A $2.588 million bond package that could be headed to Kenai Peninsula Borough voters this fall would make the borough eligible for state reimbursement payments covering 70 percent of the costs of four school repair projects.
An ordinance up for introduction on the borough assembly’s agenda today would place a proposition on the Oct. 3 municipal ballot asking voters to approve issuing general obligation bonds to cover the four projects, totaling $2.588 million. The borough already has funded three of those projects.
A state law adopted in 2005 resulted in the borough being eligible to receive reimbursement for 70 percent of the principal and interest on school capital improvement bonds up to the $2.588 million limit, enough to cover a sizeable chunk of the cost of the four projects.
“The bond program allows the borough to go back three years to recoup costs incurred for school capital projects,” said borough Finance Director Craig Chapman in a memo to the assembly. “This provides an extraordinary opportunity for the borough to be reimbursed for funds previously expended.”
To be reimbursed, however, borough voters must approve issuing the general obligation bonds for those school improvement projects. Those projects and the estimated costs approved for reimbursement by the Alaska Department of Education are as follows:
· Areawide arsenic remediation, $1,029,860;
· Nikolaevsk School roofing, $675,000;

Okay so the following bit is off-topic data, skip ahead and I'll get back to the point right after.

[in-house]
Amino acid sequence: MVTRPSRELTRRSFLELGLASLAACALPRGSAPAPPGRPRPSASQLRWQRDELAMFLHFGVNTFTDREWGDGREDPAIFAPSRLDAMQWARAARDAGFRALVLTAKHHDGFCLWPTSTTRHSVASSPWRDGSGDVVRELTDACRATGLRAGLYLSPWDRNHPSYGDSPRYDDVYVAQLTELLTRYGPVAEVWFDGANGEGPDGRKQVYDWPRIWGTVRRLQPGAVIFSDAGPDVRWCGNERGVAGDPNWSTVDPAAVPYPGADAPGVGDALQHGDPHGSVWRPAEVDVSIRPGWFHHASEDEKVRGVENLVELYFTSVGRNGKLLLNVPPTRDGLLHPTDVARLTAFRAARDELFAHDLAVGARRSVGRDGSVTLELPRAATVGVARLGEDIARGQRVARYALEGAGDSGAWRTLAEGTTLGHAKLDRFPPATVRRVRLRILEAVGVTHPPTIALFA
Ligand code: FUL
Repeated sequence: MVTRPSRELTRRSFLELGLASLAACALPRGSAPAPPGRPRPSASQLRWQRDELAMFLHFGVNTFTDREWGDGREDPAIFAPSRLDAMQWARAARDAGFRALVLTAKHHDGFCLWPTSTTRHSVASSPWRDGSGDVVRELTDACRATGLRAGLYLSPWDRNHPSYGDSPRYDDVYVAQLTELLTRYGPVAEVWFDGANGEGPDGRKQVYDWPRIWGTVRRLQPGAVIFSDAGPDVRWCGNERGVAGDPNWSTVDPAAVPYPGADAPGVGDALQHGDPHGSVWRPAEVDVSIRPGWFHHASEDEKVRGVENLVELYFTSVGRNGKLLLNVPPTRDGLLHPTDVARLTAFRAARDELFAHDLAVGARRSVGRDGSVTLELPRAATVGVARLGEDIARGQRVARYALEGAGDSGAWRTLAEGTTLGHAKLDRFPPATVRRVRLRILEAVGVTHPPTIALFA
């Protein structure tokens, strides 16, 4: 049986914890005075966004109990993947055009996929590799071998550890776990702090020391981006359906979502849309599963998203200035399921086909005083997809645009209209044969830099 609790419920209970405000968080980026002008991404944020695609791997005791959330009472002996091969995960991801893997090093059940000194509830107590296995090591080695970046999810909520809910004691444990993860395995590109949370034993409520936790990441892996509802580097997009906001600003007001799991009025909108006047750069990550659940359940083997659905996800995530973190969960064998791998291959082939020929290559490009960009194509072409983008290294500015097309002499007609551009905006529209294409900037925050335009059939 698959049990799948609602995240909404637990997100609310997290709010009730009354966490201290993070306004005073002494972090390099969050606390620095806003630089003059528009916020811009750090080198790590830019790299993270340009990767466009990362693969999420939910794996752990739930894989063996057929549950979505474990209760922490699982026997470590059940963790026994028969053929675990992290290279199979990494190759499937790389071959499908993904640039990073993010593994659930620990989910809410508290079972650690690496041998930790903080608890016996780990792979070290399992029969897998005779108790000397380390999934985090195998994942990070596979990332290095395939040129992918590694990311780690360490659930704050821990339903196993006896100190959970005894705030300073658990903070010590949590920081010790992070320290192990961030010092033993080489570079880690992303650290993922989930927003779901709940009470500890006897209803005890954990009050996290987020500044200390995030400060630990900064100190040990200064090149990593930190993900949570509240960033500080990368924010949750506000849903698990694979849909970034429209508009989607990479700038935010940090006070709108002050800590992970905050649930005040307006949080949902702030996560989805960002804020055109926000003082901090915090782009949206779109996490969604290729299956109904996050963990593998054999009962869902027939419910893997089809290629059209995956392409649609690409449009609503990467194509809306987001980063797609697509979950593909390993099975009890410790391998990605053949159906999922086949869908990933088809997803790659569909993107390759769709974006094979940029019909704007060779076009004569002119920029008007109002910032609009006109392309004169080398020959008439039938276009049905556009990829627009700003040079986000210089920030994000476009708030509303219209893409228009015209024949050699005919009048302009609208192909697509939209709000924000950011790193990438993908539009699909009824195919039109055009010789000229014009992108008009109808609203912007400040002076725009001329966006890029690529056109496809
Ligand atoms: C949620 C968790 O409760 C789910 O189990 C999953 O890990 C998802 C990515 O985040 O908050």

· Soldotna Elementary School windows, $300,000; and
· McNeil Canyon Roofing, $583,140.
According to the borough, the bond debt including interest ($2.588 million plus $655,005) totals $3,243,005.
The estimated amount to be paid by state reimbursement funds would be $2,270,104, leaving the borough owing $972,901.
Chapman explained, however, that the total cost appearing in the proposed ordinance ($2.588 million) is the total cost eligible for reimbursement, not the actual total cost of all four projects. The borough has already funded the arsenic remediation, Nikolaevsk roofing and Soldotna Elementary window projects. The McNeil Canyon roofing project has not yet been funded. Its actual estimated cost, Chapman said, is $750,000, about $166,860 more than the $583,140 eligible for reimbursement.
Chapman said the additional $166,860 needed to complete the McNeil project will require moving funds left over in the accounts of already-completed projects.
Even considering the interest on the bonds, the 70 percent reimbursement program ultimately would save the borough a little over $1 million, Chapman said.
He also said that, based on 2006 assessed valuations on real property, the amount of property taxes needed to pay the borough’s share of the debt service would amount to $2.01 per year on each $100,000 of assessed value, assuming the debt is issued for a 10-year term at a 4.25-percent interest rate.
“The operating and maintenance cost estimate associated with the projects is listed in the ordinance as zero dollars,” Chapman told the assembly. “In reality, completion of these projects will reduce the annual operating and maintenance costs associated with the impacted facilities.”
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